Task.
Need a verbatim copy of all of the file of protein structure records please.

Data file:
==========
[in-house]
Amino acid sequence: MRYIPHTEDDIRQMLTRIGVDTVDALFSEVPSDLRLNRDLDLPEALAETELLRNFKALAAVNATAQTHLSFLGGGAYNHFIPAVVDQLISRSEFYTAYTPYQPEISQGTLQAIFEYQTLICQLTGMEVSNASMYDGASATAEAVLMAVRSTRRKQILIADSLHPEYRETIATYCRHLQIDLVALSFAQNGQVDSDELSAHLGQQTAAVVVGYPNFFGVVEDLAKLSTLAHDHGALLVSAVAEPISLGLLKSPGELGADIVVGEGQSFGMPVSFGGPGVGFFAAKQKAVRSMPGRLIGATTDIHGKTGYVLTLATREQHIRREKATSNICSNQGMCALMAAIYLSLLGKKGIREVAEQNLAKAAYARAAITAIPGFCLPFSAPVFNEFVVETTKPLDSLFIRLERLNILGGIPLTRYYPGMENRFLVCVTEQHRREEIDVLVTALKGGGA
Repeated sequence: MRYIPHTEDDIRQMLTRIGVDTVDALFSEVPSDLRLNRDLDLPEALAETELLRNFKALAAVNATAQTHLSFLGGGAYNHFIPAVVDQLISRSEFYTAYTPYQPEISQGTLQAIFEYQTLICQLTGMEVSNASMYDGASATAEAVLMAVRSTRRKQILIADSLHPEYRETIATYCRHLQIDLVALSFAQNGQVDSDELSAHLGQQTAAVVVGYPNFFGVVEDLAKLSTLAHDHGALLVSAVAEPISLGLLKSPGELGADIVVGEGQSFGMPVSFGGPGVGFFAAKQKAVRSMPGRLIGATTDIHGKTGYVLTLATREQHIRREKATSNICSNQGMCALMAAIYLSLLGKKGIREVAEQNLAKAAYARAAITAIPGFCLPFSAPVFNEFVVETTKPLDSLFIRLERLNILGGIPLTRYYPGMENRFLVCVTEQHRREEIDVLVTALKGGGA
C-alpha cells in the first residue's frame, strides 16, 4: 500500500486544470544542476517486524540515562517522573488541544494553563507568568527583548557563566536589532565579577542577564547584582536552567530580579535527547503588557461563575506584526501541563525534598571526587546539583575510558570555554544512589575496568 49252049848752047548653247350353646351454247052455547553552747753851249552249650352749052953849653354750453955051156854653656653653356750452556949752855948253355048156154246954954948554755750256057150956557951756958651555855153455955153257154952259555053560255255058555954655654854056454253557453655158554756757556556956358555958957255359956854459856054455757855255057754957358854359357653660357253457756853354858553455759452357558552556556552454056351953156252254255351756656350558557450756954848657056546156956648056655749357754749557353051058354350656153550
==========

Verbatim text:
[in-house]
Amino acid sequence: MRYIPHTEDDIRQMLTRIGVDTVDALFSEVPSDLRLNRDLDLPEALAETELLRNFKALAAVNATAQTHLSFLGGGAYNHFIPAVVDQLISRSEFYTAYTPYQPEISQGTLQAIFEYQTLICQLTGMEVSNASMYDGASATAEAVLMAVRSTRRKQILIADSLHPEYRETIATYCRHLQIDLVALSFAQNGQVDSDELSAHLGQQTAAVVVGYPNFFGVVEDLAKLSTLAHDHGALLVSAVAEPISLGLLKSPGELGADIVVGEGQSFGMPVSFGGPGVGFFAAKQKAVRSMPGRLIGATTDIHGKTGYVLTLATREQHIRREKATSNICSNQGMCALMAAIYLSLLGKKGIREVAEQNLAKAAYARAAITAIPGFCLPFSAPVFNEFVVETTKPLDSLFIRLERLNILGGIPLTRYYPGMENRFLVCVTEQHRREEIDVLVTALKGGGA
Repeated sequence: MRYIPHTEDDIRQMLTRIGVDTVDALFSEVPSDLRLNRDLDLPEALAETELLRNFKALAAVNATAQTHLSFLGGGAYNHFIPAVVDQLISRSEFYTAYTPYQPEISQGTLQAIFEYQTLICQLTGMEVSNASMYDGASATAEAVLMAVRSTRRKQILIADSLHPEYRETIATYCRHLQIDLVALSFAQNGQVDSDELSAHLGQQTAAVVVGYPNFFGVVEDLAKLSTLAHDHGALLVSAVAEPISLGLLKSPGELGADIVVGEGQSFGMPVSFGGPGVGFFAAKQKAVRSMPGRLIGATTDIHGKTGYVLTLATREQHIRREKATSNICSNQGMCALMAAIYLSLLGKKGIREVAEQNLAKAAYARAAITAIPGFCLPFSAPVFNEFVVETTKPLDSLFIRLERLNILGGIPLTRYYPGMENRFLVCVTEQHRREEIDVLVTALKGGGA
C-alpha cells in the first residue's frame, strides 16, 4: 500500500486544470544542476517486524540515562517522573488541544494553563507568568527583548557563566536589532565579577542577564547584582536552567530580579535527547503588557461563575506584526501541563525534598571526587546539583575510558570555554544512589575496568 49252049848752047548653247350353646351454247052455547553552747753851249552249650352749052953849653354750453955051156854653656653653356750452556949752855948253355048156154246954954948554755750256057150956557951756958651555855153455955153257154952259555053560255255058555954655654854056454253557453655158554756757556556956358555958957255359956854459856054455757855255057754957358854359357653660357253457756853354858553455759452357558552556556552454056351953156252254255351756656350558557450756954848657056546156956648056655749357754749557353051058354350656153550